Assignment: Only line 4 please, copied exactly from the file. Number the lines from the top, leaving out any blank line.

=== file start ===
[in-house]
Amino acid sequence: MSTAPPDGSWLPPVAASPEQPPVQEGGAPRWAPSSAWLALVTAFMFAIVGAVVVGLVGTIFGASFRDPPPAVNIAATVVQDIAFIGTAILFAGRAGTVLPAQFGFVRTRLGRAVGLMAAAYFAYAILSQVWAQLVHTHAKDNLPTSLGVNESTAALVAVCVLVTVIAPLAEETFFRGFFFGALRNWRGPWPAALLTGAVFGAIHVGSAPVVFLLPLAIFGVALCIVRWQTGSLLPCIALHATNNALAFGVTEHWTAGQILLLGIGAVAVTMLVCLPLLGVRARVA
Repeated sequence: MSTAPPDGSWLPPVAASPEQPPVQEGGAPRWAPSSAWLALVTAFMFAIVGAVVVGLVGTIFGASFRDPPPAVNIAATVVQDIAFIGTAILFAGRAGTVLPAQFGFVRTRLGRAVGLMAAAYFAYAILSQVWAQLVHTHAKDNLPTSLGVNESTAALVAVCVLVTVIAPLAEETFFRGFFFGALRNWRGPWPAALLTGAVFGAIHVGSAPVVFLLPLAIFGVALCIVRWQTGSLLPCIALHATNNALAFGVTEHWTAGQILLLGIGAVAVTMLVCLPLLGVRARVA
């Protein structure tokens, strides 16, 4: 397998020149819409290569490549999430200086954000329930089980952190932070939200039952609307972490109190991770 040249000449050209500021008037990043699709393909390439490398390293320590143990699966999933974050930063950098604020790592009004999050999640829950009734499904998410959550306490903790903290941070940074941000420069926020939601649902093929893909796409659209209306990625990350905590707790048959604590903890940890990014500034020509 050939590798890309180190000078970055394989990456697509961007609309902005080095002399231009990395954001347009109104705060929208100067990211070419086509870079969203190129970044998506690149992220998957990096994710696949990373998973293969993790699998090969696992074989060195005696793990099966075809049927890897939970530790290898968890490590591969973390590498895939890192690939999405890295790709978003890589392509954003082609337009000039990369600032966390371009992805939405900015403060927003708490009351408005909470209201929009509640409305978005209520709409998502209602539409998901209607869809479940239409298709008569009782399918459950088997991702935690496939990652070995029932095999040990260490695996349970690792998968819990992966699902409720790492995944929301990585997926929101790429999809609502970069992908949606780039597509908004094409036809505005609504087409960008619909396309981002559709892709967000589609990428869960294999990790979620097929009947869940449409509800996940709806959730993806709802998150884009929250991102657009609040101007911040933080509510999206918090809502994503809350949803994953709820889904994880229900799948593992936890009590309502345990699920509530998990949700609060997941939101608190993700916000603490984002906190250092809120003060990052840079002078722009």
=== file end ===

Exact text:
């Protein structure tokens, strides 16, 4: 397998020149819409290569490549999430200086954000329930089980952190932070939200039952609307972490109190991770 040249000449050209500021008037990043699709393909390439490398390293320590143990699966999933974050930063950098604020790592009004999050999640829950009734499904998410959550306490903790903290941070940074941000420069926020939601649902093929893909796409659209209306990625990350905590707790048959604590903890940890990014500034020509 050939590798890309180190000078970055394989990456697509961007609309902005080095002399231009990395954001347009109104705060929208100067990211070419086509870079969203190129970044998506690149992220998957990096994710696949990373998973293969993790699998090969696992074989060195005696793990099966075809049927890897939970530790290898968890490590591969973390590498895939890192690939999405890295790709978003890589392509954003082609337009000039990369600032966390371009992805939405900015403060927003708490009351408005909470209201929009509640409305978005209520709409998502209602539409998901209607869809479940239409298709008569009782399918459950088997991702935690496939990652070995029932095999040990260490695996349970690792998968819990992966699902409720790492995944929301990585997926929101790429999809609502970069992908949606780039597509908004094409036809505005609504087409960008619909396309981002559709892709967000589609990428869960294999990790979620097929009947869940449409509800996940709806959730993806709802998150884009929250991102657009609040101007911040933080509510999206918090809502994503809350949803994953709820889904994880229900799948593992936890009590309502345990699920509530998990949700609060997941939101608190993700916000603490984002906190250092809120003060990052840079002078722009």